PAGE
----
Friday, August 22, 2008

Great Directors: Billy Wilder

Billy Wilder was born in Austria-Hungary, in what is now Malopolski, Poland. As a newswriter, he emigrated from Austria to Berlin writing for their biggest tabloid. By the time Hitler came to power in 1933, he had written some screenplays for the Berlin film industry, starting in 1929. With Jewish ancestry, Wilder had to flee the Nazis, first to Paris (directing Mauvaise Graine there in 1934, starring Danielle Darrieux), then to the U.S. when invasion of France seemed likely.

He went to Hollywood and started as a screen writer for Ernst Lubisch and others, the most famous being Ninotchka (39). He then began directing himself in the U.S. with The Major and the Minor (42) with Ray Milland and Ginger Rogers posing as a 12-yr old. He made his stylistic breakthrough in his third film with the crime classic, Double Indemnity in 1944, which "invented" film noir and garnered 7 Oscar nominations. Wilder then began to direct a plethora of film classics, including:
  • The Apartment (bw, Best Picture winner, 5/10 Oscars)
  • Ace in the Hole (bw, 1 nom)
  • Lost Weekend (bw, Best Picture, 4/7 Oscars)
  • The Spirit of St. Louis (bw, 1 nom)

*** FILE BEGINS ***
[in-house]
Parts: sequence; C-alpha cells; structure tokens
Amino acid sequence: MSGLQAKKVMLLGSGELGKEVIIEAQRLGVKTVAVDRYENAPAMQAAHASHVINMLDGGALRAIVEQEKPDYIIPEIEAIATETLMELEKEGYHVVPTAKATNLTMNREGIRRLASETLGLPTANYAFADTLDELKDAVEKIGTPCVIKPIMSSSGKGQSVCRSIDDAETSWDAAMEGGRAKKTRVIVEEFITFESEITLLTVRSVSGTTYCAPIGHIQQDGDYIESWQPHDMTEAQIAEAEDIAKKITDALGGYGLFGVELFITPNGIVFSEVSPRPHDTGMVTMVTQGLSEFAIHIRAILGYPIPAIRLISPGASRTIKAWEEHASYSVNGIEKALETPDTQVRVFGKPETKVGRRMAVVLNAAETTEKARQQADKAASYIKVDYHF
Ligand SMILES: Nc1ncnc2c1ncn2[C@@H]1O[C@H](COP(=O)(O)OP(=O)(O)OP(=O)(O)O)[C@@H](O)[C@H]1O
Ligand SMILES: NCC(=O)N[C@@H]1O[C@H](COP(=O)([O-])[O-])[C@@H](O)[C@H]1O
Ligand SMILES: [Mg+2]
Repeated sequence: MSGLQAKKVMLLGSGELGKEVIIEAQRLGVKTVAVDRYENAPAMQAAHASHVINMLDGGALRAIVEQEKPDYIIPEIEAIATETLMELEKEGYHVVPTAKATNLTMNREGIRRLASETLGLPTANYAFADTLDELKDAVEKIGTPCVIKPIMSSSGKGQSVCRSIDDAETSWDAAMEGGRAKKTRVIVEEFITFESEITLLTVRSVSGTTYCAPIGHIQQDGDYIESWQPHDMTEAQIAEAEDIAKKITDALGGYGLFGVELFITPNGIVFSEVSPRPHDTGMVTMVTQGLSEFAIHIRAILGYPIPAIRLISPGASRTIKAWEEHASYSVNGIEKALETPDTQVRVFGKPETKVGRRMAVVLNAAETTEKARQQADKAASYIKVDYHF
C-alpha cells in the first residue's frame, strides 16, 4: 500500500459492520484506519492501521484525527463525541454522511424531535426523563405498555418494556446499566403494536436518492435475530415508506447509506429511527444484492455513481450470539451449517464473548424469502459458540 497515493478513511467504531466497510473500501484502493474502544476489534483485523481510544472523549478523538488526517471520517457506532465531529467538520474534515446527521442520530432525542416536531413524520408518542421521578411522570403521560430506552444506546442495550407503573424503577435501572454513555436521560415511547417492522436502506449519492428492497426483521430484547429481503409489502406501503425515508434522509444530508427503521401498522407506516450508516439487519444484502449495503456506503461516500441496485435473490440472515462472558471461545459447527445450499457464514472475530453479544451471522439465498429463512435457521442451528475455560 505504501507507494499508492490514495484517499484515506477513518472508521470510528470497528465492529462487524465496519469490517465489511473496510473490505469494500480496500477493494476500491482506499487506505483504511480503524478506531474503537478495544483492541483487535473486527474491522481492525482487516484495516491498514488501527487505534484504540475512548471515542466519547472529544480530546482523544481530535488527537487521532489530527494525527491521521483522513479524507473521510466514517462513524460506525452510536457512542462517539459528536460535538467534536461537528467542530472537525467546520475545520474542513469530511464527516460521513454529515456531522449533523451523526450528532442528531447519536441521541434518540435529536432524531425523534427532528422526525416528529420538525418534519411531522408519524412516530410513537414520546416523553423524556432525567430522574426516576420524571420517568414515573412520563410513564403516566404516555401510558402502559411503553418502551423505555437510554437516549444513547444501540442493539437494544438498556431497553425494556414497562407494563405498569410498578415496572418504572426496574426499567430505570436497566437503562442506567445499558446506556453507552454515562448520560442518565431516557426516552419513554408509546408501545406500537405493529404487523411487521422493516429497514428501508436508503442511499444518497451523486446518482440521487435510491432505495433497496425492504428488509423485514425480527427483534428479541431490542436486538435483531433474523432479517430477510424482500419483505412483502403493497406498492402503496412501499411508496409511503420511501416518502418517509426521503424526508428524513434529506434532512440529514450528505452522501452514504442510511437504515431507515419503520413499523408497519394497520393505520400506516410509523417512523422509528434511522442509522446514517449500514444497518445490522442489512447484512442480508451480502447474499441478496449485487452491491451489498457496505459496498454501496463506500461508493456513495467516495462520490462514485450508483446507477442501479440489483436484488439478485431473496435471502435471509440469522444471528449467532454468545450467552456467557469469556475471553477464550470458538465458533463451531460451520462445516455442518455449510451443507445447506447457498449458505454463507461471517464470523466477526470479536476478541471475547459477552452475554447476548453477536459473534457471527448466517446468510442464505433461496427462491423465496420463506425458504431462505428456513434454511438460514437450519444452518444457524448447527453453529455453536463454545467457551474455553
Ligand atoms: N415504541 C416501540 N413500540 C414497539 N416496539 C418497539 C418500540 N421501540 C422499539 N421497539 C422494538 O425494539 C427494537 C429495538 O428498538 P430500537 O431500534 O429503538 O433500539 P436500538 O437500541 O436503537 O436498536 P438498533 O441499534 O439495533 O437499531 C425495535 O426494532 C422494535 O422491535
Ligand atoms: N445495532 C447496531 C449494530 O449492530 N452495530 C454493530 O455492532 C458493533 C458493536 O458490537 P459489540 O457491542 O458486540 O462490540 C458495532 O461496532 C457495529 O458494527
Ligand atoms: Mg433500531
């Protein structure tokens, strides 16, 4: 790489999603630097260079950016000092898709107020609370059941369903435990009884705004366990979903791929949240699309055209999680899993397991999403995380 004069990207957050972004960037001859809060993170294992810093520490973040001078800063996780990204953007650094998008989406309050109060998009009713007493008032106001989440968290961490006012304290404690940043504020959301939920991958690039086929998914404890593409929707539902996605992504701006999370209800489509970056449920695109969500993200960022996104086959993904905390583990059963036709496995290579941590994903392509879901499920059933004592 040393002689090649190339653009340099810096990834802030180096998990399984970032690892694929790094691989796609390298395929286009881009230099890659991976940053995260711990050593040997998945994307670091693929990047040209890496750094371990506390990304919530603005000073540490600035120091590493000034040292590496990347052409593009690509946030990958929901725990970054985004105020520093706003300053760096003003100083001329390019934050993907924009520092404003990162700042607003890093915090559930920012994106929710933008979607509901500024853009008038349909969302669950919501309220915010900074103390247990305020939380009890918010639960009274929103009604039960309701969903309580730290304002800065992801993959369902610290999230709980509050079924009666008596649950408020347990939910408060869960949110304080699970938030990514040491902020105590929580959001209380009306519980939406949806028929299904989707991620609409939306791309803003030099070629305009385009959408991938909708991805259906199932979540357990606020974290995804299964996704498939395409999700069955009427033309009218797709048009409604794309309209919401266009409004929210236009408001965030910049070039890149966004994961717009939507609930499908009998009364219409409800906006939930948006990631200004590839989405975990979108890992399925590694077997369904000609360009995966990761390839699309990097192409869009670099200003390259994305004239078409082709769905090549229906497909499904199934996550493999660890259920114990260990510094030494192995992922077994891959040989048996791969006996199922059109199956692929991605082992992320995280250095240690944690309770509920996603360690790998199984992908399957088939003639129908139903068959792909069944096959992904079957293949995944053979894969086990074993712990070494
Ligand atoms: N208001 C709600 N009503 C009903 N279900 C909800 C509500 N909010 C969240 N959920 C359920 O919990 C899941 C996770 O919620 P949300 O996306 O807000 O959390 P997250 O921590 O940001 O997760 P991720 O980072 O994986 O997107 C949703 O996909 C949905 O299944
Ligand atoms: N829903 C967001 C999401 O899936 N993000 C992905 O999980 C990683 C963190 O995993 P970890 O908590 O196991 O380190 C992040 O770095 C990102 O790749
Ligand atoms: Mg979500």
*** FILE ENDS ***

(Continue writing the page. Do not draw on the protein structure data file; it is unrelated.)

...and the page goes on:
• Stalag 17 (bw, 1/3 Oscars, Willam Holden, best actor)
  • Sunset Boulevard (bw, Pic nominee, 3 Oscars, 11 noms)
  • Witness for the Prosecution (bw, BPic nominee, 6 noms) Comedies:
  • The Fortune Cookie (bw, 1/4 Oscars)
  • The Front Page (bw, 3 Oscar noms)
  • Irma la Douce
  • One Two Three (bw)
  • Sabrina
  • The Seven Year Itch
  • Some Like It Hot (bw, 6 Oscar noms)
Wilder was nominated for 21 Oscars, 12 in writing, 8 in directing, and won six. He won for directing Lost Weekend and The Apartment (and got another for Apt for Best Picture), and won for writing Lost Weekend, Sunset Boulevard, and The Apartment. He personally picked up three for The Apartment. It could easily be argued that Billy Wilder is the greatest American film director.

He died in 2005 at the age of 95.

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